Content warning: mention of sexual assault and violence
Sarah Everard, a 33-year-old marketing executive and Durham University graduate, went missing after leaving a friend’s house in Clapham at 9pm on 3 March, wearing navy trousers and a green jacket.
On Sunday 7 March, doorbell camera footage was retrieved which showed her walking towards the South of Brixton on what should have been her 50 minute journey - it is unknown whether she reached home.
A serving police officer, 48, was arrested late Tuesday night on suspicion of kidnap and murder, along with a woman, believed to be the suspect’s partner, on suspicion of assisting an offender. She has since been released on bail until mid-April.
Everard's family have expressed that "she would never have taken a lift from a stranger" and that she was "bright and beautiful – a wonderful daughter and sister".
Talks are now taking place as to whether the suspect, who currently works with the Metropolitan Police's Parliamentary and Diplomatic Protection Command, used his warrant to lure Everard into a vehicle.
The latest news is that the suspect was accused of indecent exposure at a McDonald’s just three days prior to Sarah’s disappearance, and that fellow police officers failed to act with haste, leaving the suspect free on 3 March. The Independent Office for Police Conduct are now investigating this incident.
The tragedy of Everard’s death comes just days after The Guardian posted an article on the recent UN women UK study that concluded that 97% of female 18 – 24 year olds have been subjected to some form of sexual harassment.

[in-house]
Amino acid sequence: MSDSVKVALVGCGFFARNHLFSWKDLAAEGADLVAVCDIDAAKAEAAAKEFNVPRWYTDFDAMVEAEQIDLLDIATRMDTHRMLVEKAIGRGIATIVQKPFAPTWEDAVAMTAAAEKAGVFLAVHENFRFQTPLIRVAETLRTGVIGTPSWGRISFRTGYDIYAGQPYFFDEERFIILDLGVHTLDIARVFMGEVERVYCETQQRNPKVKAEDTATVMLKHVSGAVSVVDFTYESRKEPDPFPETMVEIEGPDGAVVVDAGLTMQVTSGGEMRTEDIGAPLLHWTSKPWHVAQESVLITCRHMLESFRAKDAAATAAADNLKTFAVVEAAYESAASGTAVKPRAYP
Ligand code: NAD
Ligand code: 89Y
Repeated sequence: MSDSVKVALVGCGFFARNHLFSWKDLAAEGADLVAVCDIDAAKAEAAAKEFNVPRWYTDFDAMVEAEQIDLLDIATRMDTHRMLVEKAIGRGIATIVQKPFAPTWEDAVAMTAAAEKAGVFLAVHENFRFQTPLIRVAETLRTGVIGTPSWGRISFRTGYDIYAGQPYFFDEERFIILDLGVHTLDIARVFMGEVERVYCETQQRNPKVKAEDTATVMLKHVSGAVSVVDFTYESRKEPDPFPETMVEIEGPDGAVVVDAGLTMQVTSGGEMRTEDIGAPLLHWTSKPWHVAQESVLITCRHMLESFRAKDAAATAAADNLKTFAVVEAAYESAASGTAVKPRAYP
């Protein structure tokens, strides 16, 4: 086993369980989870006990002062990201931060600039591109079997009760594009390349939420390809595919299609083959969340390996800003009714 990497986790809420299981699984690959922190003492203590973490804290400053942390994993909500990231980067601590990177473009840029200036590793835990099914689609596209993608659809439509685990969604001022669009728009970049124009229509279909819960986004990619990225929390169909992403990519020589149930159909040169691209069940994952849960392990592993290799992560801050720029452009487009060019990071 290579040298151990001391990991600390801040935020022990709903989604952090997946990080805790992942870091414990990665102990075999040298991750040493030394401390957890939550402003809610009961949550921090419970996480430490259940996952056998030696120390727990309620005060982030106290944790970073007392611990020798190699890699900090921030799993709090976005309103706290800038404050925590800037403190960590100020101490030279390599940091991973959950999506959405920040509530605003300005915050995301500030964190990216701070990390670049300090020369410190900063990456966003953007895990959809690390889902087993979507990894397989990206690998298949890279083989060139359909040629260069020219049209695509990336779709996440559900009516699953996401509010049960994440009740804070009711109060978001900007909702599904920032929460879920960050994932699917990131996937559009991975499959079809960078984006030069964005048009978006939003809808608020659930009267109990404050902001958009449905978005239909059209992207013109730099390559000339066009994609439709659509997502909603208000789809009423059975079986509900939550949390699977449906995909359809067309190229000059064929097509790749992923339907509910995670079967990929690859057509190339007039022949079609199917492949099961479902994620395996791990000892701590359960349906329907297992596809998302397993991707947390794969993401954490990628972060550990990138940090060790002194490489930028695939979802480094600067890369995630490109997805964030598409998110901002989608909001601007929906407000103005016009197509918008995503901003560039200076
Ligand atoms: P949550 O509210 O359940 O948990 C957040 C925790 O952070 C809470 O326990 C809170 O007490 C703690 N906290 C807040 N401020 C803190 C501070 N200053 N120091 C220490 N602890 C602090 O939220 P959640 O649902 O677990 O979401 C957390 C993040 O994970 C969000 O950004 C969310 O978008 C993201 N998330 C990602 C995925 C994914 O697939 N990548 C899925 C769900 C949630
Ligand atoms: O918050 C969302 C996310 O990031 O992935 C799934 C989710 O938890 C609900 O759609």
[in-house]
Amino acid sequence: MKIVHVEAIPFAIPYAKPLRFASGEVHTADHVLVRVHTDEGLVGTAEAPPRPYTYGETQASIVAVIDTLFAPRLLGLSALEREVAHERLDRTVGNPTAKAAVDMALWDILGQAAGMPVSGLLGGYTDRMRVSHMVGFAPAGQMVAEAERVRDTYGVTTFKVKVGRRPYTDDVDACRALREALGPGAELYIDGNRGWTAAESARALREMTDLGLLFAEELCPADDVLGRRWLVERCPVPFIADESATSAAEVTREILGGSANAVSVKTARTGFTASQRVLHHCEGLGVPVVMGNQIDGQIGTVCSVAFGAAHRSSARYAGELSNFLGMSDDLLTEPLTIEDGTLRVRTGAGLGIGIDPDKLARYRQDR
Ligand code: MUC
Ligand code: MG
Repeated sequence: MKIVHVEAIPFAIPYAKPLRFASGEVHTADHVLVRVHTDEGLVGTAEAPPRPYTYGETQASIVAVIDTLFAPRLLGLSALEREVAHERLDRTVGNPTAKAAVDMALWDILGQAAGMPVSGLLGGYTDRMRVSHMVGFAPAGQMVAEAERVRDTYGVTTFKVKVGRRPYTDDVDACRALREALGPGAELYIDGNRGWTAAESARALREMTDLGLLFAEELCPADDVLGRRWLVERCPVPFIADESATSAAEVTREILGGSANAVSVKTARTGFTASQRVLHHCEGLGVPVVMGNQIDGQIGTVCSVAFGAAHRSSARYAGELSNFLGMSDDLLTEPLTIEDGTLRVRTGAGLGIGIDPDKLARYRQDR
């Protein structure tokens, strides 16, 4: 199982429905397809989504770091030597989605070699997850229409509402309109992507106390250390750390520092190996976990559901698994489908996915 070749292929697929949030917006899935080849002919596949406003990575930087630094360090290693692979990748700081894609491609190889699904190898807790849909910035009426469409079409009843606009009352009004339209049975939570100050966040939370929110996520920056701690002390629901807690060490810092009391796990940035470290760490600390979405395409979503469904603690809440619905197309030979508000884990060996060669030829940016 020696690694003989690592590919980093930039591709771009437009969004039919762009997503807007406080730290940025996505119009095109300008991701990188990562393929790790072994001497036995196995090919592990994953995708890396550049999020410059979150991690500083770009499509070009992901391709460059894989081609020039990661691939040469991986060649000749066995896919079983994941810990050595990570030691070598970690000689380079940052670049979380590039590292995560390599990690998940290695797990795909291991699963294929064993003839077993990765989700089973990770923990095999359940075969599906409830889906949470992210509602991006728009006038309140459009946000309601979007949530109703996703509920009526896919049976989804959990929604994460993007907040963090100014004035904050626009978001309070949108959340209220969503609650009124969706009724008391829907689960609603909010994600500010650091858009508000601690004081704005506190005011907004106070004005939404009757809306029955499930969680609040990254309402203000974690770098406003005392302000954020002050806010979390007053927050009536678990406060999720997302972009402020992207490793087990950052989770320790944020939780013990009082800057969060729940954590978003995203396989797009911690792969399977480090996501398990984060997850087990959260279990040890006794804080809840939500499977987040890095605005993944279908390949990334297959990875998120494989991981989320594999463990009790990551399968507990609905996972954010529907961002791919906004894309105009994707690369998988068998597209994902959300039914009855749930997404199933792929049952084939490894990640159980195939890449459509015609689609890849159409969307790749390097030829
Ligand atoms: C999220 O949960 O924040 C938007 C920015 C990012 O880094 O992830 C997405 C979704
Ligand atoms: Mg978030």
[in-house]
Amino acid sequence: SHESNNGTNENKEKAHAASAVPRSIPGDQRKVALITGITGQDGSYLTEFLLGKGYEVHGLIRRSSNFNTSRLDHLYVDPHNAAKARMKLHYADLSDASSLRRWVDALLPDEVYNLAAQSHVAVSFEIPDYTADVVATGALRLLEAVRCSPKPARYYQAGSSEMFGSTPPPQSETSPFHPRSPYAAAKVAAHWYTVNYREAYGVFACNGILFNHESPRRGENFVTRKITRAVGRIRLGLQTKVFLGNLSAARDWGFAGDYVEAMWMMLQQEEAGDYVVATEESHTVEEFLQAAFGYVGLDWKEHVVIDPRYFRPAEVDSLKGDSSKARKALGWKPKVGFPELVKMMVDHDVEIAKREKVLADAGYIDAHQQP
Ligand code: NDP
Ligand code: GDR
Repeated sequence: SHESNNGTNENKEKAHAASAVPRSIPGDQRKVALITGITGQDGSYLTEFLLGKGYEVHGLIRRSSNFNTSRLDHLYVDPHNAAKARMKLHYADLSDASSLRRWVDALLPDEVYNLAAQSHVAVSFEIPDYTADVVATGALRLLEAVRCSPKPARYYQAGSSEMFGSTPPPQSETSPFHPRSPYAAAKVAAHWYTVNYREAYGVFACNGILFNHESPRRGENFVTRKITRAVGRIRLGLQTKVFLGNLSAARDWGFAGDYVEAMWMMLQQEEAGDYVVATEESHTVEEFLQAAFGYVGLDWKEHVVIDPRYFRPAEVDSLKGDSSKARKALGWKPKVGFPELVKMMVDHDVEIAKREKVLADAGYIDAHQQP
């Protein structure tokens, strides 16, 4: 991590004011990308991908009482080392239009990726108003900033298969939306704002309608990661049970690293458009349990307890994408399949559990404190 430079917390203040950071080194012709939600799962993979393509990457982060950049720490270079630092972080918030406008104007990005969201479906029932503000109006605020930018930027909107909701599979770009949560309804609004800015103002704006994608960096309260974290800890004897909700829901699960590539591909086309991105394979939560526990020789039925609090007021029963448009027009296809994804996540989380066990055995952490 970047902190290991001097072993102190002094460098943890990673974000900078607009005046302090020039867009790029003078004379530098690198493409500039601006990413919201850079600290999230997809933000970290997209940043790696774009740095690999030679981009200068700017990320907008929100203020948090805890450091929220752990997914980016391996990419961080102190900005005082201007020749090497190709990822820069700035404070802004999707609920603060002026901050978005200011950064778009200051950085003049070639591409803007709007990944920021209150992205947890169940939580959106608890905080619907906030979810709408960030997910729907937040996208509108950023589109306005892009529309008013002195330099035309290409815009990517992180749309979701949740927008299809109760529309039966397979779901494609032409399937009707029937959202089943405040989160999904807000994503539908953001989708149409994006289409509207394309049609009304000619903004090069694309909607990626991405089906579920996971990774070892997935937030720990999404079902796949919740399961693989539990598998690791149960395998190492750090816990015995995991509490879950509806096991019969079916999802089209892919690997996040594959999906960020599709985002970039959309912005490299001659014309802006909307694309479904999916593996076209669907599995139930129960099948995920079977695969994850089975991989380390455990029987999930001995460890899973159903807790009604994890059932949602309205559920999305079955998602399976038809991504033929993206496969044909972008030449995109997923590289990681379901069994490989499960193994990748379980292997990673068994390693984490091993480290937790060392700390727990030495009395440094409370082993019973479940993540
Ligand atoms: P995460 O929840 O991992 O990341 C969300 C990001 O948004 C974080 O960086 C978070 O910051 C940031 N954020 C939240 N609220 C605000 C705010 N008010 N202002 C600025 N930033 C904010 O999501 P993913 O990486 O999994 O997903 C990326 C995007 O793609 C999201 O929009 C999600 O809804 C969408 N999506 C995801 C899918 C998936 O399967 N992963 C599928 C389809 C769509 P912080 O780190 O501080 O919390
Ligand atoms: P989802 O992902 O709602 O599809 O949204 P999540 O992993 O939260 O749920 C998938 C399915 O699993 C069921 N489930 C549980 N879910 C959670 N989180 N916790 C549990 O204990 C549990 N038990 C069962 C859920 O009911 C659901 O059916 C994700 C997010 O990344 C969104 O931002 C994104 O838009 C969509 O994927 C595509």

Many women responded to the horrifying statistics by taking to social media to express concerns that "we could all be Sarah".
The social media posts highlight that all women have, like Sarah, worn bright colours, covered up, pretended to be on the phone, got a taxi instead of walking, held keys between knuckles, bought a rape alarm and begged friends to text when they get home safely. Ultimately, this case has revealed that even these precautionary measures are aren't sufficient in always protecting women.
The truth is, every wolf whistle, every car that slows down, every brush of skin in a club, every man walking a little bit too close, every "let me buy you a drink", can be a source of discomfort and fear for women.
What this case and the subsequent social media storm have shown is that the narrative needs to change. The blame needs to shift away from women and towards the perpetrators.
It's essential that you walk your friends home, call out others on issues of consent and don’t perpetuate the shameful idea that assault and violence are ever the victim’s fault.
If you've been affected by the issues raised in this article, please contact